# probability of balls falling to bins

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• January 10th 2011, 10:36 PM
asura
probability of balls falling to bins
Hi everyone, here is my question:

Suppose there are "b" balls and n bins, we like to put all balls into "n" bins and the probability that every ball falls into any bin is same(1/n).

Is there a simple equation/series of equations to calculate the probability that there are x bins (0<x<=n) with at least one ball in it?

I know this can be done by counting or permuting all possible outcomes but this is not feasible when b and n are large.

Please advise.
• January 11th 2011, 08:59 AM
snowtea
Number of ways to split b balls into n bins is:
$\binom{b+n-1}{b}$
Why? Think about this diagram ***|**||*** for dividing 8 balls into 4 bins as (3,2,0,3)

Number of ways to split b balls into n bins with at least one ball in each bin:
$\binom{b - 1}{b - n}$
Why? Think about this diagram o*|o**|o*|o** for dividing 10 balls into 4 bins as (2,3,2,3)

If you want to calculate exactly x bins filled, then this is easy
$\binom{n}{x}\binom{b - 1}{b - x}$
Why? Pick x bins and fill at least 1 balls in each bin.

If you want at least x bins filled, then it is probably easiest to do a summation:
$\sum_{k=x}^n \binom{n}{k}\binom{b-1}{b-k}$
• January 11th 2011, 05:50 PM
awkward
Snowtea,

The difficulty with counting the number of ways to distribute the balls in the bins and using this to compute the probability is that not all distributions are equally likely. For example, suppose there are only 2 balls and 2 bins. The distributions 2-0 and 0-2 each occur with probability 1/4, but the probability of 1-1 is 1/2.

This problem is the Coupon Collector's Problem, slightly disguised. See, for example,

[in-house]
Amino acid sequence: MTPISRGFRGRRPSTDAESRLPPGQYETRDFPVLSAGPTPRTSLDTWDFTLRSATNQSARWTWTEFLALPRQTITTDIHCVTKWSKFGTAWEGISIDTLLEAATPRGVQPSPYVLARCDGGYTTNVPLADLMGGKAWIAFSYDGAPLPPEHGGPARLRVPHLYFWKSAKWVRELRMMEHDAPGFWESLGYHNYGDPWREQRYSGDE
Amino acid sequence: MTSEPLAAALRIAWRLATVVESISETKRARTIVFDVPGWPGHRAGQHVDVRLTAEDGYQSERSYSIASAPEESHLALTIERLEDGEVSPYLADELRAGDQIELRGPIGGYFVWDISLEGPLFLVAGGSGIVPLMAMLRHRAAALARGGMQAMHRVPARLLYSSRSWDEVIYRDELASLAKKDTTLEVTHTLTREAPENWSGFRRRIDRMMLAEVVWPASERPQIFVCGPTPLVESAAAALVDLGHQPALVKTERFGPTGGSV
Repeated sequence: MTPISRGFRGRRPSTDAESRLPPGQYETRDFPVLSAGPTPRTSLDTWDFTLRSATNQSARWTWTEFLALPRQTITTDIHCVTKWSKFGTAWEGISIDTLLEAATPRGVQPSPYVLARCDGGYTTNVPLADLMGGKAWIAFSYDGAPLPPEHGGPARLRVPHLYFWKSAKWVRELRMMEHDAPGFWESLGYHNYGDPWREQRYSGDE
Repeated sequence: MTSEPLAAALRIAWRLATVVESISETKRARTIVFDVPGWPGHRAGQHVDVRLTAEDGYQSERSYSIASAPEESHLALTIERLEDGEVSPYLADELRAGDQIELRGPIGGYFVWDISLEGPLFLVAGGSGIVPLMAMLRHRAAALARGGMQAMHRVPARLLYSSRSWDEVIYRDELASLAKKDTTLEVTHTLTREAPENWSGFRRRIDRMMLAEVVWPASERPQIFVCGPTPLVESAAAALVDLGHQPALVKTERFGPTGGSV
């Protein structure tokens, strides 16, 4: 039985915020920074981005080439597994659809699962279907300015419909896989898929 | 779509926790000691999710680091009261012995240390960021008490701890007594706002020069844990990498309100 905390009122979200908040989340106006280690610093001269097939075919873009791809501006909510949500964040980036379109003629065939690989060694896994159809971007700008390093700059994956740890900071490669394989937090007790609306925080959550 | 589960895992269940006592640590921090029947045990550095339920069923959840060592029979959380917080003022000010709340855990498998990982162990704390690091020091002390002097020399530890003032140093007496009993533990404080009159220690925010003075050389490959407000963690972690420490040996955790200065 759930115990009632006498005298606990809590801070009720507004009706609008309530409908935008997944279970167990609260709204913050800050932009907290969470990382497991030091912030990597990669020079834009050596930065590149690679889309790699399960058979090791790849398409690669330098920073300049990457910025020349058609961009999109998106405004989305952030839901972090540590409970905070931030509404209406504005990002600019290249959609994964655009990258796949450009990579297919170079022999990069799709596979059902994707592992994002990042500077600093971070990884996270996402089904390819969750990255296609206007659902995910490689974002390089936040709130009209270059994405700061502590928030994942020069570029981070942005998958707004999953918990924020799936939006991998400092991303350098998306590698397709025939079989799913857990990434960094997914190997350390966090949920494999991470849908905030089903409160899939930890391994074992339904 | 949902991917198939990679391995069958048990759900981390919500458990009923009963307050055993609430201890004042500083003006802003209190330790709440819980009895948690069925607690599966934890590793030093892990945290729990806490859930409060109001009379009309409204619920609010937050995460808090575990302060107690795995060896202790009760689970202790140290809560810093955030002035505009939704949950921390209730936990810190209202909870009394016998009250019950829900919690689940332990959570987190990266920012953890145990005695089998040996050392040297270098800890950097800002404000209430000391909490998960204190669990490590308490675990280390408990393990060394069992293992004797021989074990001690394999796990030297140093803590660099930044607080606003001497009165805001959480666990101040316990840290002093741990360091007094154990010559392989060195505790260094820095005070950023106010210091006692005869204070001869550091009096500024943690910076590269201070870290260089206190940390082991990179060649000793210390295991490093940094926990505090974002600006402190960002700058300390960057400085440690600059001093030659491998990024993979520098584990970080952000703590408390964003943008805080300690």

Coupon collector's problem - Wikipedia, the free encyclopedia
• January 20th 2011, 06:14 AM
asura
Quote:

Originally Posted by awkward
Snowtea,

The difficulty with counting the number of ways to distribute the balls in the bins and using this to compute the probability is that not all distributions are equally likely. For example, suppose there are only 2 balls and 2 bins. The distributions 2-0 and 0-2 each occur with probability 1/4, but the probability of 1-1 is 1/2.

This problem is the Coupon Collector's Problem, slightly disguised. See, for example,

Coupon collector's problem - Wikipedia, the free encyclopedia

Hi awkward,

I have difficulty mapping the ball-bin problem to the coupon collector's problem. Could you please elaborate?
• January 20th 2011, 02:02 PM
awkward
Suppose there are n different types of coupons, all equally likely, and you have b coupons. The problem you have posed is the same as determining the probability that you have x different types. Usually the question asked is if you have a complete set (x=n), so maybe this isn't exactly the classic Coupon Collector problem, but it's very close.